For once, with England, there appears to be a consensus. The quarter-finals would be a respectable finish and that should be the target for Gareth Southgate’s team.
After an impressive qualifying campaign, with encouraging performances in friendlies, perhaps it’s expected that being one of the final eight is about par for England.
But perhaps the expectation is based a little more on studying the wallchart and England’s route to the final.
There can be no excuses if England fails to get out of the group, and a matchup with the open and unpredictable Group H in the Round of 16 means, whether as group winners or runners-up, they can have ambitions of winning a first tournament knockout game in twelve years.
From there, England can expect the toughest opposition from the quarter-finals onwards.
Here’s how it breaks down:
Unlike last time, where England finished bottom of the group, England have been dealt a more favourable draw:
|ENGLAND vs Tunisia||Monday 18th June||19:00||Volgograd Arena||Volgograd|
|ENGLAND vs Panama||Sunday 24th June||13:00||Nizhny Novgorod Stadium||Nizhny Novgorod|
|Belgium vs ENGLAND||Thursday 28th June||19:00||Kaliningrad Stadium||Kaliningrad Stadium|
Tunisia will look to pack the defence and frustrate England and will be satisfied with a point from the opener.
Converted striker Wahbi Khazri will lead the line but shouldn’t cause England any defensive headaches. This threatens to be a repeat of the diabolical matches against Costa Rica and Algeria in England’s last two World Cups, but if England really have turned a new leaf they should get the job done.
Panama are a physical and combative team, but are extremely limited. This encounter is reminiscent of England’s bruising pre-World Cup friendly against Honduras in 2014. There can be no excuses, though, if they fail to pick up three points.
Gareth Southgate will be hoping that his team going into the final group stage match against Belgium having already qualified for the knockouts, with it simply determining their place as group winners or runners-up.
With Premier League standout performers Jan Vertonghen, Kevin De Bruyne and Eden Hazard, there’s no question that Belgium have the superior players but there are questions about Roberto Martinez’ ability to get the best out of them.
No matter what happens against Belgium, England should be qualifying from this group.
Route #1: Group Winners
If England can get the better of Belgium, it would be that rarest of things: a good tournament win, and give them confidence and momentum going into the knockouts.
Being paired with Group H makes it difficult to predict the potential opponents. With teams from four different continents, it’s a match-up that demonstrates the wonderful variety of the World Cup. Colombia, Poland, Japan, and Senegal.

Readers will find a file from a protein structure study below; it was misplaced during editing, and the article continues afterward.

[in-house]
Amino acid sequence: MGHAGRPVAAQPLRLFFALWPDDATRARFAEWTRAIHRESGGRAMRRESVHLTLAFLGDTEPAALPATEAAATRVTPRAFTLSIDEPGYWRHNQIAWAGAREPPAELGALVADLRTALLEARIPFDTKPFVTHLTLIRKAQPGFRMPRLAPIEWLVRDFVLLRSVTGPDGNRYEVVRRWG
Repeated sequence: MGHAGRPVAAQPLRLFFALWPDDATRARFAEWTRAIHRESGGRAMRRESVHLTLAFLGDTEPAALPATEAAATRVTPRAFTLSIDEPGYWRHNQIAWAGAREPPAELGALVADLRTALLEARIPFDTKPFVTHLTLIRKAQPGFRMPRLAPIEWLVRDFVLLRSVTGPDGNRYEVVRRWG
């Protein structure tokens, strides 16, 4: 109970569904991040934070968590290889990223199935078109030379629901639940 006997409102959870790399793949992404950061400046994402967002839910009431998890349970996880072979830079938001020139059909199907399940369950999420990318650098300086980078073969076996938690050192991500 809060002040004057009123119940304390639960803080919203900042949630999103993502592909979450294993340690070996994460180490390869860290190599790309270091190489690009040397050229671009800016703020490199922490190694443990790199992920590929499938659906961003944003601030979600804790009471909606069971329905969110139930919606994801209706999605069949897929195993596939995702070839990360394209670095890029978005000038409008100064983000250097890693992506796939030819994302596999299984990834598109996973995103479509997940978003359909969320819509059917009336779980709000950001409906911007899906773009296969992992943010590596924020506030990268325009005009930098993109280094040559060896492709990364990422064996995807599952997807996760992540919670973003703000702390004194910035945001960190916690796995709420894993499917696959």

With a great coach in José Pékerman and tournament experience, Colombia should be favourites to top the group. Which would leave Poland most likely to finish second.
Here’s England’s likeliest route should they top the group:
Round of 16
Poland were a resolute unit at Euro 2016 and didn’t lose a game in 90 minutes. Robert Lewandowski was the top-scorer in qualifying, and if he carries on scoring in Russia, they’ll be tough opponents. But this is a perfect litmus test for England’s progression – well capable of winning, can they do it in knockouts circumstances?
From there, they’d have an extremely tough route to glory, having to face three of the four tournament favourites. Brazil, surely as winners of Group E, would be waiting in the quarters before France and Germany.
Route #2: Runners-Up
Assuming Colombia top the group, this would be England’s route to the final:
Round of 16
Colombia, as one of the most impressive and memorable teams from Brazil 2014, wouldn’t be easy. Containing James Rodriguez is a task that’s evaded better teams than England, and with Radamel Falcao fit this time, they have extra firepower.
With Barcelona’s giant Yerry Mina at the back, they’re solid defensively but Arsenal goalkeeper David Ospina between the sticks, there’s always the chance of a howler undermining them.
Like Poland, it’s a winnable game but a tough ask: should England do it, it would represent a genuine step forward.
Defeat to old rivals Germany in the quarter-final appears to be the most grimly predictable end to England’s campaign. Even if they upset the odds and knock the holders out, Spain and Brazil would be waiting for them. And if not them, Messi’s Argentina or potentially France.
So what’s the difference?
Had Landon Donovan not scored a last-minute winner against Algeria in 2010, England would have topped the group and their route to the final would have been the comparatively easier: Ghana, Uruguay, Netherlands. Instead, they faced Germany in the Round of 16 and were comprehensively beaten.
This is a totally different situation. Whether England top the group is almost irrelevant, they will have to face the best teams if they hope to somehow win it.
But in theory, Poland would be a little easier than Colombia in the last 16, and France don’t look as balanced as intuitive as Spain, so there are marginal positives to topping the group.
In reality, though, the biggest plus from topping the group would be that achievement in itself and the belief and momentum that comes with it, as opposed to making a real difference in terms of favourable fixtures.
Listen to the RealSport football writers discuss Group D in Kremlins in the Basement: RealSport’s daily World Cup podcast.
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